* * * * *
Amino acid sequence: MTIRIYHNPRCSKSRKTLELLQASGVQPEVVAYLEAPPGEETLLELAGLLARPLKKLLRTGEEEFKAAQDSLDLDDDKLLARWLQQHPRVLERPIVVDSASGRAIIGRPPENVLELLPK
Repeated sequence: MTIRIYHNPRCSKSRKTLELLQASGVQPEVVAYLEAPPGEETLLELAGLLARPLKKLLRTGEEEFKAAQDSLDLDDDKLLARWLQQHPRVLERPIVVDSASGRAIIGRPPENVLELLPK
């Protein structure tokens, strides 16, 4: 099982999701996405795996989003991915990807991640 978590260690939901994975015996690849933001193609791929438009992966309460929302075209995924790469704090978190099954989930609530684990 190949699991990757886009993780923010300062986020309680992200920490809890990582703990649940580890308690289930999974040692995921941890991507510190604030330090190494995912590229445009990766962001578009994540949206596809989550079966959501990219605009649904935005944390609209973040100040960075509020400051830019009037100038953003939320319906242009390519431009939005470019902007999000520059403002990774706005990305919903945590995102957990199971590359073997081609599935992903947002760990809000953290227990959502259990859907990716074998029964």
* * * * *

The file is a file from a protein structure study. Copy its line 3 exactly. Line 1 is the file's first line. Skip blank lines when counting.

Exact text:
């Protein structure tokens, strides 16, 4: 099982999701996405795996989003991915990807991640 978590260690939901994975015996690849933001193609791929438009992966309460929302075209995924790469704090978190099954989930609530684990 190949699991990757886009993780923010300062986020309680992200920490809890990582703990649940580890308690289930999974040692995921941890991507510190604030330090190494995912590229445009990766962001578009994540949206596809989550079966959501990219605009649904935005944390609209973040100040960075509020400051830019009037100038953003939320319906242009390519431009939005470019902007999000520059403002990774706005990305919903945590995102957990199971590359073997081609599935992903947002760990809000953290227990959502259990859907990716074998029964």